The first two singles Let da Bass go and Drug Overlord were released in 1991 on the record label Eye Q Records. The much harder sound of Hardfloor compared to other releases of Eye Q was later mentioned by Sven Väth as one of the causes that led to the founding of the sublabel Harthouse.
Acperience appeared on Harthouse in 1992 and became one of the techno club hits of the early 1990s. The succinct use of the TB 303 became the trademark of Hardfloor. After the album TB Resuscitation and the single release Sr. Trancescript (1993) and Into the Nature (1994), the duo produced the anniversary edition Harthouse 50 in 1994 entitled Fish & Chips. In the same year followed the album Respect with the single Mahogany Roots, for whose artwork the artist George Dare was engaged.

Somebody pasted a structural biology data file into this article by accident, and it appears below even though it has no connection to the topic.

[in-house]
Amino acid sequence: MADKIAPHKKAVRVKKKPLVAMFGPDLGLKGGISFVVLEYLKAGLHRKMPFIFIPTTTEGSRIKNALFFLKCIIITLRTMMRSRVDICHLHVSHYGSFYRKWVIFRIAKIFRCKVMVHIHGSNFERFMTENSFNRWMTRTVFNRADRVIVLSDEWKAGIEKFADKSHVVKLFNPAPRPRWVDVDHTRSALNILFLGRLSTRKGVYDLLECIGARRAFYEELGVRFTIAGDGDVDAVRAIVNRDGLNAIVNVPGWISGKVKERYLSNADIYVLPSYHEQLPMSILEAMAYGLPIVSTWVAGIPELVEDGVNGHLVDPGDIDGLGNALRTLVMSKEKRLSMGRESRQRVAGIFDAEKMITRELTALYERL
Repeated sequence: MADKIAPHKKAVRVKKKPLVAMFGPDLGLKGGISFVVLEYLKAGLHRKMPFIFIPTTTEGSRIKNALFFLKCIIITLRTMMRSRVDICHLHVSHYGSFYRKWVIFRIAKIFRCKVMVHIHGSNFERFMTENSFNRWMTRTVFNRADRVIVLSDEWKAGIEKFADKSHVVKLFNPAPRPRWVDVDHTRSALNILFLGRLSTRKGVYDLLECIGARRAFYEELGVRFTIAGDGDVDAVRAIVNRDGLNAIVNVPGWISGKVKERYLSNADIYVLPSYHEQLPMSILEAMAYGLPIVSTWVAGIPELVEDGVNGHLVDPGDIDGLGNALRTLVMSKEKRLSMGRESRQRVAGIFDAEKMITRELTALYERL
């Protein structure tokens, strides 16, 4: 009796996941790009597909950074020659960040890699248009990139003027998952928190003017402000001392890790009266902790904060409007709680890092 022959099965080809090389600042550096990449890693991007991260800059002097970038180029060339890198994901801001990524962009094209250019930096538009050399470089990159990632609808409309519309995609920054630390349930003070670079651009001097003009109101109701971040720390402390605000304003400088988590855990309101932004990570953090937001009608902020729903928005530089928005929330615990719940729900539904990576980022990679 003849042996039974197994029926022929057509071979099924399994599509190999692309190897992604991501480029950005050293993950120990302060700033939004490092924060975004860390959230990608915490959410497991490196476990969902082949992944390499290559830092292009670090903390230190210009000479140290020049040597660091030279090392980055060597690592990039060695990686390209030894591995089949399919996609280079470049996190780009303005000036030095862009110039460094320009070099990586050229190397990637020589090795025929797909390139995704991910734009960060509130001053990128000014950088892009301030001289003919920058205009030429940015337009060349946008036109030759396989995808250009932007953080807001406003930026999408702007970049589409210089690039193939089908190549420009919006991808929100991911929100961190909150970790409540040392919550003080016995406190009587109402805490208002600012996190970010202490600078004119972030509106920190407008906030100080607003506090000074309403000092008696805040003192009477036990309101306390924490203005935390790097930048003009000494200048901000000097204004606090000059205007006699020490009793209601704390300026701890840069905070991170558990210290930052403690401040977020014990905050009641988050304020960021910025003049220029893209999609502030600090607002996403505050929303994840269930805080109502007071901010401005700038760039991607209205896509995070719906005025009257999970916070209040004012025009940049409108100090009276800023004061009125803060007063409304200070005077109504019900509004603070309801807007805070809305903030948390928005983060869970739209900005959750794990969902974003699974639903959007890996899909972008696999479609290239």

In 1995, Hardfloor broke the style with the album Da damn Phreak Noize Phunk?. The music was based on big beatand funkinstead of the previous regular techno rhythms, but did not dispense with the hard-floor-typical use of the Roland TB 303. The album title also became the name of a new project by Zenker and Bondzio, with which they released a big beat album on the label Stud!o K7 in 1999.
In 1997 a Best of Hardfloor with the duo’s most successful productions and remixes was released. Among them the hardfloor remix of It’s no good (Depeche Mode), Blue Monday (New Order) and Our Darkness (Anne Clark). The most famous remix of Yeke Yeke (Mory Kanté), which was used in the Danny Boylefilm The Beach with Leonardo DiCaprio in a shorter edit version, was the most famous.
The two Rhinelanders have a fan base, especially in Japan, the home country of TB 303. Since 1994, they have been making annual guest appearances there. Other international gigs have taken place at festivals such as the Tribal Gathering and the Universe in the UK, the Arvika Festival in Sweden, the Quart Festival in Norway, as well as the Mayday, the Time Warp and Nature One in Germany.